But how do you do more with less? How do you design homes that can adapt and embrace technology while doing so cleanly and efficiently?

At Mirvac, we believe in leaving a sustainable legacy and those future generations should inherit the best that we can offer. That’s why in Victoria we have developed a pilot program - the House With No Bills - that aims to uncover how we will deliver energy efficient homes to the mass market. We know that energy bill shock is causing real stress to people everywhere, and we want to be able to provide excellent quality which lowers maintenance costs, including with energy. And of course, with better energy efficiency, we’re serving our planet better too. Through effective design and integration of innovative sustainable technology, we can maximise the home and its surroundings to reduce reliance on energy — ultimately eliminating bills for energy and other elements of cost of living.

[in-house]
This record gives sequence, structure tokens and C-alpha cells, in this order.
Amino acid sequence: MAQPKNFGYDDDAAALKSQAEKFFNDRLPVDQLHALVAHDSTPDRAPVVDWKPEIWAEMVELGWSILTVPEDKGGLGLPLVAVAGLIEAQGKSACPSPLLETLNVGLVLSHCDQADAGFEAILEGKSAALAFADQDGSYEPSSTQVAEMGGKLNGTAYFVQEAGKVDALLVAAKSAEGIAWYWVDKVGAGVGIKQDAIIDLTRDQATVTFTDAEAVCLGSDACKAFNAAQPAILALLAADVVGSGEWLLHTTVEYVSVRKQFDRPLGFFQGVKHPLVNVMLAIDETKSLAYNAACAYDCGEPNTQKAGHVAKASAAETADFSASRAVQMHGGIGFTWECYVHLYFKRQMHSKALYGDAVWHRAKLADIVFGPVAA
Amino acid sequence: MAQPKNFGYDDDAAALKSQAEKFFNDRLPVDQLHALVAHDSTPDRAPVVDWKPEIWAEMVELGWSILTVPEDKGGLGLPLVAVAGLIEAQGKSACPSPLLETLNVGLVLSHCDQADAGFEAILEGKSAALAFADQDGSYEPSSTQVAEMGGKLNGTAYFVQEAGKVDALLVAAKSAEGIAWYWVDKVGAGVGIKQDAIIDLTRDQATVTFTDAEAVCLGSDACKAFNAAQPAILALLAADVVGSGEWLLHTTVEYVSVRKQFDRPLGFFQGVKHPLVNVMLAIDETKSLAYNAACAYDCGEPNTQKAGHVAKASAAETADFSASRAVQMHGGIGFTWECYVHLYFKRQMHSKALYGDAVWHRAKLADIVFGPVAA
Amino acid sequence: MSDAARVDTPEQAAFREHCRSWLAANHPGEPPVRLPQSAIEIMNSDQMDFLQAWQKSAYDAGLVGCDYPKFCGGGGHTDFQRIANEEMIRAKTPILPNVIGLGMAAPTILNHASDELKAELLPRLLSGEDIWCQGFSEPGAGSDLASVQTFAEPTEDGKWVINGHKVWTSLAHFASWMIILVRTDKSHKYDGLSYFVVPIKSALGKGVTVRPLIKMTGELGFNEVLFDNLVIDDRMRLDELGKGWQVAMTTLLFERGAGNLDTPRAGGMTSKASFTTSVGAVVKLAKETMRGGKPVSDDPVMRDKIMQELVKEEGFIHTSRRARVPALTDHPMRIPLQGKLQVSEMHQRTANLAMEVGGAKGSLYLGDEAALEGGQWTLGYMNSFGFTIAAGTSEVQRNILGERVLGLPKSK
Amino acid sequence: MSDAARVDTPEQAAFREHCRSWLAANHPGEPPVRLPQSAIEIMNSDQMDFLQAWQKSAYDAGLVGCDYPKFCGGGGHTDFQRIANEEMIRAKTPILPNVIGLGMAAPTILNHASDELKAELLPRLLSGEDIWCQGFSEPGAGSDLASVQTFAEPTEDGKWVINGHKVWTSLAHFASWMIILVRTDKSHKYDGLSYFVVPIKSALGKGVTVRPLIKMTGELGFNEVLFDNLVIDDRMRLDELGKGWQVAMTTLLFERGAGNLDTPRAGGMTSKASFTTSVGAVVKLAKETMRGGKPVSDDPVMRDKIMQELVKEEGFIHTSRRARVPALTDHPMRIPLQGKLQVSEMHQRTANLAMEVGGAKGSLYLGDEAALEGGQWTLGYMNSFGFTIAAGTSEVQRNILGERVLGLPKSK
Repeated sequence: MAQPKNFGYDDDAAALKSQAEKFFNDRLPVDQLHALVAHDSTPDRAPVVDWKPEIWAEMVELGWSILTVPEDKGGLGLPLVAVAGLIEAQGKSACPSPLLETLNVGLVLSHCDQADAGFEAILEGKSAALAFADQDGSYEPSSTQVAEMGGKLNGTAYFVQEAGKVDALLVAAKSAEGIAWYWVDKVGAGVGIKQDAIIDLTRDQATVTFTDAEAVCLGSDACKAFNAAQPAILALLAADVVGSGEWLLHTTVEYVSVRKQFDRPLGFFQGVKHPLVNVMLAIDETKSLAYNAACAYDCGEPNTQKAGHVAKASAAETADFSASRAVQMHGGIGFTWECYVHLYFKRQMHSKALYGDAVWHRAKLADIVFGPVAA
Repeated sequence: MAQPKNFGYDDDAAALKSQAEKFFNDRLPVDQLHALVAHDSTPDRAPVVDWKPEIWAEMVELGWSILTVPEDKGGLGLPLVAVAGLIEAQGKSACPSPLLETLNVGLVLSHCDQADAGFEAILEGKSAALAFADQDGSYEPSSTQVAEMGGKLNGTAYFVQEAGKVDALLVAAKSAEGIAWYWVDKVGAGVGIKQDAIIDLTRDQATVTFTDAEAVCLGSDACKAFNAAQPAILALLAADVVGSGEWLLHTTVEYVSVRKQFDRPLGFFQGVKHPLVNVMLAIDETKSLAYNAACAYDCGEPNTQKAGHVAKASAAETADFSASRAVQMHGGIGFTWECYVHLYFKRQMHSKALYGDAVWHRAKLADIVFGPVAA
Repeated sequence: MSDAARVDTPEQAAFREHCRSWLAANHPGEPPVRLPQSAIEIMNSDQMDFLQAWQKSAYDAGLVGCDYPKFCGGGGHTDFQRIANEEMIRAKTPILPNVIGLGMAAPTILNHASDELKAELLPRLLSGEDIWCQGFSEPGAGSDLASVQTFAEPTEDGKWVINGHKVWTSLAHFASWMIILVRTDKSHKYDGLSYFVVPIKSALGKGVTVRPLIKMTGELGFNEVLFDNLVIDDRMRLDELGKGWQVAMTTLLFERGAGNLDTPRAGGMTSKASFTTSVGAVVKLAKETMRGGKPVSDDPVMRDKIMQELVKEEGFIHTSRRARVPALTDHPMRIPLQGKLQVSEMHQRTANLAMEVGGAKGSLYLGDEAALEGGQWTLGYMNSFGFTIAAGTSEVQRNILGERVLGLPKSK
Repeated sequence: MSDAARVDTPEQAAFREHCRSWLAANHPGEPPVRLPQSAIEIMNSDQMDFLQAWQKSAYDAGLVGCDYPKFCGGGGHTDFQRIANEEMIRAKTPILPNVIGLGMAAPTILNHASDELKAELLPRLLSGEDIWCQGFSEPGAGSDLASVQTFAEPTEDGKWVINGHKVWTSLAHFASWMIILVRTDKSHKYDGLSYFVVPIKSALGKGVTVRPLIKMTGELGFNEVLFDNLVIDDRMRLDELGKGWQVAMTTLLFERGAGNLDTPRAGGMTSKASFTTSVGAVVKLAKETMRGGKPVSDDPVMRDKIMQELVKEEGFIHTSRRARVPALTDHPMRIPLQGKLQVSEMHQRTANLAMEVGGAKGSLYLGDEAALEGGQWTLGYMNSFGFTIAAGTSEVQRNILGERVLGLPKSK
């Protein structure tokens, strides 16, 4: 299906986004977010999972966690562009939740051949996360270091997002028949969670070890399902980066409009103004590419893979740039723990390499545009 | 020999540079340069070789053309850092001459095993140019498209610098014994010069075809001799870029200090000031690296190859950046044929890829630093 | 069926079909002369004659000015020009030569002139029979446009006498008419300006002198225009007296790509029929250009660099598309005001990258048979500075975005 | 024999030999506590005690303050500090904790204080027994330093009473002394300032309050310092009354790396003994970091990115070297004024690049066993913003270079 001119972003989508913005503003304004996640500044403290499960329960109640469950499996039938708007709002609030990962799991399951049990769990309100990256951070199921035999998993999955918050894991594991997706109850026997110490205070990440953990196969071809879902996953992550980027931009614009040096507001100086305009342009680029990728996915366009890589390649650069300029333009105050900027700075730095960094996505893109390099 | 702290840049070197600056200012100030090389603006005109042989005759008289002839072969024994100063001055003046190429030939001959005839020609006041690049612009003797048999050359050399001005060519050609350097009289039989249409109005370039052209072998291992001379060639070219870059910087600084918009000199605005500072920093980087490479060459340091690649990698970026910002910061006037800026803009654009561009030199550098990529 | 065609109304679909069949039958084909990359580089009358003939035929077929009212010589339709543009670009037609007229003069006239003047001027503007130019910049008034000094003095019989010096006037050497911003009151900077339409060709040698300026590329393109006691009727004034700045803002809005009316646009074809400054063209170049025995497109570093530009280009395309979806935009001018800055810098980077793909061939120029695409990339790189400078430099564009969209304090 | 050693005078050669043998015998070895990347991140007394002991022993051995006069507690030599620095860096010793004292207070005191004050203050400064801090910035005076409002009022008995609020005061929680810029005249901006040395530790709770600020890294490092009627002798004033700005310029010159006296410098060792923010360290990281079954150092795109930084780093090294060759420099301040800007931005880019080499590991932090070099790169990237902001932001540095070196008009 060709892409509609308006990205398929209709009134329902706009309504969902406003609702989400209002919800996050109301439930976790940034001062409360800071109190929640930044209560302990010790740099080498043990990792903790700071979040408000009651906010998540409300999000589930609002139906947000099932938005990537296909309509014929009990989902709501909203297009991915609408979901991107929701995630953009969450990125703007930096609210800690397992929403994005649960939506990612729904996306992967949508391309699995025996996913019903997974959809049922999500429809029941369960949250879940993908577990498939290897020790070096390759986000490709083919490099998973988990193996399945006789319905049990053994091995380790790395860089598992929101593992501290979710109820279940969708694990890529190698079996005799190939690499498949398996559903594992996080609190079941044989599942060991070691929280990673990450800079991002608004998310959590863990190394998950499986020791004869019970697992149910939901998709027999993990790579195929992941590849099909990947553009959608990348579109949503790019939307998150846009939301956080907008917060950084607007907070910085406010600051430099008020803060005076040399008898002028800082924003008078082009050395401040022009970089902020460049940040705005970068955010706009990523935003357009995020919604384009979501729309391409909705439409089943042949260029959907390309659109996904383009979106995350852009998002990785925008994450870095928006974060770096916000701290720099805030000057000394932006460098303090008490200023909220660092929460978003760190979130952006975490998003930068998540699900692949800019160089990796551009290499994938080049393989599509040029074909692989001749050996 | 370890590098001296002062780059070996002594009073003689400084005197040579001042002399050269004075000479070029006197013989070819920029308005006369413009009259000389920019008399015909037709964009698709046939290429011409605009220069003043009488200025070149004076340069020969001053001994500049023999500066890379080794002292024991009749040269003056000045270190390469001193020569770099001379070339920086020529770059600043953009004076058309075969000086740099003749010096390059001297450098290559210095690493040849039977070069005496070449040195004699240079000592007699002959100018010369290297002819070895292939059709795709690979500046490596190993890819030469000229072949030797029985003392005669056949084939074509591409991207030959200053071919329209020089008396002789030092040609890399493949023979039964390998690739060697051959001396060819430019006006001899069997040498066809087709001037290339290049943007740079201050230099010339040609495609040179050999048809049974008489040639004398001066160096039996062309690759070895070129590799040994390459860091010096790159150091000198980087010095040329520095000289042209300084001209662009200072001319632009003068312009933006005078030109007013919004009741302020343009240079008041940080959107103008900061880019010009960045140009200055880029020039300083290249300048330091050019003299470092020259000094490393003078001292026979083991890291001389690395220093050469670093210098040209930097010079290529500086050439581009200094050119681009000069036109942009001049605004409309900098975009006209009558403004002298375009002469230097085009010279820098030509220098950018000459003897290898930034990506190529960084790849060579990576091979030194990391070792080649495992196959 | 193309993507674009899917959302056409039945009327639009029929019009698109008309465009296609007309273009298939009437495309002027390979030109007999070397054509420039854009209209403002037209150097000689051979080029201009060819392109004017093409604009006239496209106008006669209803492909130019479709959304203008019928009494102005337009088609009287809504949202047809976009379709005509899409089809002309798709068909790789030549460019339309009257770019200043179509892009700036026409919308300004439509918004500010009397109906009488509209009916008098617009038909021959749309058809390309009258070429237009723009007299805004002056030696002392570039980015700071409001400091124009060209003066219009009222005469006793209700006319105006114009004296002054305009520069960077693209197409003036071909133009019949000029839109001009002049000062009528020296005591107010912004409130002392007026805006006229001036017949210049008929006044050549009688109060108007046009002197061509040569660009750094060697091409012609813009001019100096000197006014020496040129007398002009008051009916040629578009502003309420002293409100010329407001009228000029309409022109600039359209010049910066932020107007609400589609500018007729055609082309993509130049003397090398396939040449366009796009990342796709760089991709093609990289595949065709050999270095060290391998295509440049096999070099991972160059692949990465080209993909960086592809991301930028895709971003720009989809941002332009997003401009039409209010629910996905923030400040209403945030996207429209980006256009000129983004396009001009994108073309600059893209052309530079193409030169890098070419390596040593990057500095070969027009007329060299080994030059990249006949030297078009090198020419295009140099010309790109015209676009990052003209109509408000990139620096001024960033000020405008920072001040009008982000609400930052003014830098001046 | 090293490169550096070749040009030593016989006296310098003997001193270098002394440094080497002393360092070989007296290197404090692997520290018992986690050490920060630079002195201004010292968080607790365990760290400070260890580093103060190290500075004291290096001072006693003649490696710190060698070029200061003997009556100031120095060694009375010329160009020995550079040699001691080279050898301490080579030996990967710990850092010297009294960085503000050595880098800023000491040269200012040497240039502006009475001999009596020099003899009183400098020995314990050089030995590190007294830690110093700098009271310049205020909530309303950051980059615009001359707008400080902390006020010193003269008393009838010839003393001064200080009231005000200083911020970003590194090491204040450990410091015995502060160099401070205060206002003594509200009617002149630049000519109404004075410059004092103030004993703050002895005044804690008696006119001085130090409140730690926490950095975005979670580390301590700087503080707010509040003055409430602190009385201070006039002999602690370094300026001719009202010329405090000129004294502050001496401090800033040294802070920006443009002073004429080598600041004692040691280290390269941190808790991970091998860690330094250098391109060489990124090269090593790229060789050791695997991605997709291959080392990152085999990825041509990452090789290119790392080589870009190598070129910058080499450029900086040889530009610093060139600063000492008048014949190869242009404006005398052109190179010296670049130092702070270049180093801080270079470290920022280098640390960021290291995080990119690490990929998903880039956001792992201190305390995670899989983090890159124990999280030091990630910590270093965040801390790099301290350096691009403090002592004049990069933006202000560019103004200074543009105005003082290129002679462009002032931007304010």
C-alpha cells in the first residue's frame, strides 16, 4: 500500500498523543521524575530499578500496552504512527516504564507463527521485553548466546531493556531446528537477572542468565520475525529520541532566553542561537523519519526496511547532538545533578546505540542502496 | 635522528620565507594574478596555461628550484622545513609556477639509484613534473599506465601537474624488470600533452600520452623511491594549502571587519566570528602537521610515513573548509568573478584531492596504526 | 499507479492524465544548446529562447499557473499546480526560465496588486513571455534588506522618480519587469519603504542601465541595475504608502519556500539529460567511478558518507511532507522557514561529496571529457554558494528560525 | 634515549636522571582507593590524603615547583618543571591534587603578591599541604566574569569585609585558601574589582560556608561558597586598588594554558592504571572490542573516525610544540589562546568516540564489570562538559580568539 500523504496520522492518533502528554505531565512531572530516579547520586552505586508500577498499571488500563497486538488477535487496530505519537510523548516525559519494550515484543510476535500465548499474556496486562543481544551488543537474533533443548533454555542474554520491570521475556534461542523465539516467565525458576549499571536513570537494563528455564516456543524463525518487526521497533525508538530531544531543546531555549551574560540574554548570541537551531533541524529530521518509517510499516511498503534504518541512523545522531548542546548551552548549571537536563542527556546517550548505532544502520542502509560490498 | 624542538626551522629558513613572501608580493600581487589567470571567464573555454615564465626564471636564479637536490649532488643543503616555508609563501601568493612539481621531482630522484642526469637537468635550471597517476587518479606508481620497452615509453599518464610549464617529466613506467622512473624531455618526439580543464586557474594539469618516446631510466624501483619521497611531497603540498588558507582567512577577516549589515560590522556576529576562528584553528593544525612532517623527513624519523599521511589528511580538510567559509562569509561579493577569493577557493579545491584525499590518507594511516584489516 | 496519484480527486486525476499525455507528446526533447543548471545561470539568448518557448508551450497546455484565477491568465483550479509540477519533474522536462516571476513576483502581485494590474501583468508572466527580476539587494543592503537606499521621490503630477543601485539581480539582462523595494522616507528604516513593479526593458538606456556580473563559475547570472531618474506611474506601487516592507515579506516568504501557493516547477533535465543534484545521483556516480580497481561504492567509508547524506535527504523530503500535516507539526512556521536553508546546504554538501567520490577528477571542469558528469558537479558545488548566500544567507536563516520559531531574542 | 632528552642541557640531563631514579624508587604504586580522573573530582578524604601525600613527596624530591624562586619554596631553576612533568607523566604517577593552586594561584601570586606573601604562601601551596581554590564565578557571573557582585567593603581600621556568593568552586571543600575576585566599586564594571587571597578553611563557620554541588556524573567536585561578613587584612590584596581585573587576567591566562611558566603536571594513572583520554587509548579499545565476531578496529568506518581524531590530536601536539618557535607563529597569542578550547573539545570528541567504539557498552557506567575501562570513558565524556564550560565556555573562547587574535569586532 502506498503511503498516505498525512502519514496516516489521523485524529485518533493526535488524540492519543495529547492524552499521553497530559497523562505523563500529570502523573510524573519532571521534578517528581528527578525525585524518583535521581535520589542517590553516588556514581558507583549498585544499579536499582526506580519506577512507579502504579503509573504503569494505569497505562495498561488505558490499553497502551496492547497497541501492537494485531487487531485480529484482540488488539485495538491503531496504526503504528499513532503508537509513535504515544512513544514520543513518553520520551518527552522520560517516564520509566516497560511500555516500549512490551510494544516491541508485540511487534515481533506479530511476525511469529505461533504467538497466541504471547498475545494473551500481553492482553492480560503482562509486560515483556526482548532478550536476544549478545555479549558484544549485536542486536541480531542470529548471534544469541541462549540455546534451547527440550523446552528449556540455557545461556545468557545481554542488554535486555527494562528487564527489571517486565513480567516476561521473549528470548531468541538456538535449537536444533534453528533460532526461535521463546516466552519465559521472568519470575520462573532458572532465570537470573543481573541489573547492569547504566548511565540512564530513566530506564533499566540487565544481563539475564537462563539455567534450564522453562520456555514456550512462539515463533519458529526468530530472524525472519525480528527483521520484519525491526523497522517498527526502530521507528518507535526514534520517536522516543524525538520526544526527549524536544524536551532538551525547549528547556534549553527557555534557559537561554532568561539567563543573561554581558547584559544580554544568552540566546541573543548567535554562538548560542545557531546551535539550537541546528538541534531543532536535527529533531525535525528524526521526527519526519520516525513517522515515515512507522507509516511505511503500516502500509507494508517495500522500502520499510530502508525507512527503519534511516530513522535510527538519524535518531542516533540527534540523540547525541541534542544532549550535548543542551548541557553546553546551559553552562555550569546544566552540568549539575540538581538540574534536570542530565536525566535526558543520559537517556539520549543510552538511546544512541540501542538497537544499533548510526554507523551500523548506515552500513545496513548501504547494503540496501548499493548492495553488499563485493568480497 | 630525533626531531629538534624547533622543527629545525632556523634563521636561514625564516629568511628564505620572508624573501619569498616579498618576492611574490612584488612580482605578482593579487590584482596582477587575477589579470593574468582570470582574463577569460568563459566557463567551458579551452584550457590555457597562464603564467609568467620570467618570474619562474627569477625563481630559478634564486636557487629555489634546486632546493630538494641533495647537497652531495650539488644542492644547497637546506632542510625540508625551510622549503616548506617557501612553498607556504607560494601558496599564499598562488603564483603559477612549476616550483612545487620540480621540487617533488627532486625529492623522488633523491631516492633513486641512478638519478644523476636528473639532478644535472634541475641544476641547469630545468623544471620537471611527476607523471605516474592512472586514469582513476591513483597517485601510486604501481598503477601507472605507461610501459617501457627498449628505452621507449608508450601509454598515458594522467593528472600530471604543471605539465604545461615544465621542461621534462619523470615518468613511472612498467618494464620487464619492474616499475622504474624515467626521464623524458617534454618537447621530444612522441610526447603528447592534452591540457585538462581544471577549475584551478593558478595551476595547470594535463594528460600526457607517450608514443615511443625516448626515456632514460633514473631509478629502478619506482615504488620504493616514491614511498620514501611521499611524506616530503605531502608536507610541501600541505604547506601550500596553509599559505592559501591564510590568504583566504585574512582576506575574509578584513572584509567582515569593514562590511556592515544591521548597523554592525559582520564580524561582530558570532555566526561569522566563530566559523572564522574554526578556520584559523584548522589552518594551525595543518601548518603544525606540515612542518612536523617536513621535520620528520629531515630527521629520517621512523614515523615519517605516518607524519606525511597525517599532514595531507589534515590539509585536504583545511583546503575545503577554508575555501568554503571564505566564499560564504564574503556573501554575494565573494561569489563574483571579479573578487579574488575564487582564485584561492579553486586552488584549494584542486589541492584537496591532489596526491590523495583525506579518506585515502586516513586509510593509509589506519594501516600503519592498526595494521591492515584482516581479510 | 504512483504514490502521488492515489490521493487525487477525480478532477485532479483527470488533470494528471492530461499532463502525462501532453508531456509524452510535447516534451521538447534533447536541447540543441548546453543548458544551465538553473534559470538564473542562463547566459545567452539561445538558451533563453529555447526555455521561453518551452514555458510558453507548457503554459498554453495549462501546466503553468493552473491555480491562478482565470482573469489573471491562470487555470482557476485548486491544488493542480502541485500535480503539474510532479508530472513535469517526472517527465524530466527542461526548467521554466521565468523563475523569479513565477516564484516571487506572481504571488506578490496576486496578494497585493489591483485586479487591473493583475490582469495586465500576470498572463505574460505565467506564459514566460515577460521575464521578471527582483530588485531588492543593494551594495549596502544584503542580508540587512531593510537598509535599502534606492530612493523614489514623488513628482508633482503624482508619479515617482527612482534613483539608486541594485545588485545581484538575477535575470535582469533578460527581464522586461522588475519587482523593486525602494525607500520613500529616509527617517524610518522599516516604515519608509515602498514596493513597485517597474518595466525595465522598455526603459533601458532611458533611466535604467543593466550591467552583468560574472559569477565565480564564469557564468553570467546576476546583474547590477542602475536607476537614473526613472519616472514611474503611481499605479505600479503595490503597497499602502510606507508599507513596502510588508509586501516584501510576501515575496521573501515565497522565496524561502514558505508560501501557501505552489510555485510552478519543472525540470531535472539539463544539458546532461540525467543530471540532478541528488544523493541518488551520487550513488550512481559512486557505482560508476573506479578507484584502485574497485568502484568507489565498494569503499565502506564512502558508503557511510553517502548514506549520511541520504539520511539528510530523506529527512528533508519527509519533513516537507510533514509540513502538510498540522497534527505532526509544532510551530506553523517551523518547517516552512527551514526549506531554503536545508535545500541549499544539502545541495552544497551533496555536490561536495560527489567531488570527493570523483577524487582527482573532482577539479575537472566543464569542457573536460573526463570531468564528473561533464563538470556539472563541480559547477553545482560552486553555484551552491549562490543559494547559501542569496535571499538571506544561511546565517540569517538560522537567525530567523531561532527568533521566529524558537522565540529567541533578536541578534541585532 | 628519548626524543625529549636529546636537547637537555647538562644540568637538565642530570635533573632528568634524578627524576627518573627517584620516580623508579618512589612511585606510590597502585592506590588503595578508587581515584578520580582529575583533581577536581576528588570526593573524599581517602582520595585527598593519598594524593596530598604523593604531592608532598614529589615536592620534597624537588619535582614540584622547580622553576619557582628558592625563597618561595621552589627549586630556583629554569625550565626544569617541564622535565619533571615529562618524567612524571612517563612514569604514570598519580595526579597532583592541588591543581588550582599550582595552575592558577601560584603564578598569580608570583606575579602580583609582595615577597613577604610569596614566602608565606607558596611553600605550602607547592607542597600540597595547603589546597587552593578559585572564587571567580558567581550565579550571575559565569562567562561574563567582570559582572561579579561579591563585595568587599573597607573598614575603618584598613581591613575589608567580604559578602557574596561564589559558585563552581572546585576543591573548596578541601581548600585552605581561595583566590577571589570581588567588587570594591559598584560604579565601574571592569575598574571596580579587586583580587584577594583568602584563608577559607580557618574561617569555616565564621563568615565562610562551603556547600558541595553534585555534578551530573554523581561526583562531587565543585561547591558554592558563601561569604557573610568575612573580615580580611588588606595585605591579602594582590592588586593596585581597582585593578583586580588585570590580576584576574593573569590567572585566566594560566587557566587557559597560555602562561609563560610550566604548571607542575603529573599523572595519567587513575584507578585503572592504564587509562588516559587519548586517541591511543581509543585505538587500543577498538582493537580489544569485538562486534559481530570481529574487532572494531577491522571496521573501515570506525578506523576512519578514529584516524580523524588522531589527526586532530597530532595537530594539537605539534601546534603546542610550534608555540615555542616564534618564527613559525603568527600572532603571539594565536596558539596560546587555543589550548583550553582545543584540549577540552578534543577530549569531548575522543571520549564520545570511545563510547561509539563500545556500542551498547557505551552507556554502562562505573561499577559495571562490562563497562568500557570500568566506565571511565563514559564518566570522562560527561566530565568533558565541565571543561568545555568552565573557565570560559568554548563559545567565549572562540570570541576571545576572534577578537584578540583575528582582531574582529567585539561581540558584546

Completion of the study will then see learnings integrated into new communities, and in 30 years’ time, our reality could be entire communities with no bills and a leap forward in sustainability.

The future in 2050 will definitely see entire off-grid neighbourhoods and we are taking the first steps towards that today.

Elysa Anderson (right), Mirvac’s General Manager, Residential Victoria with the Hon. Lily D’Ambrosio (left), Minister for Energy, Environment and Climate Change at the launch of House with No Bills.

Reimagining Our Workplaces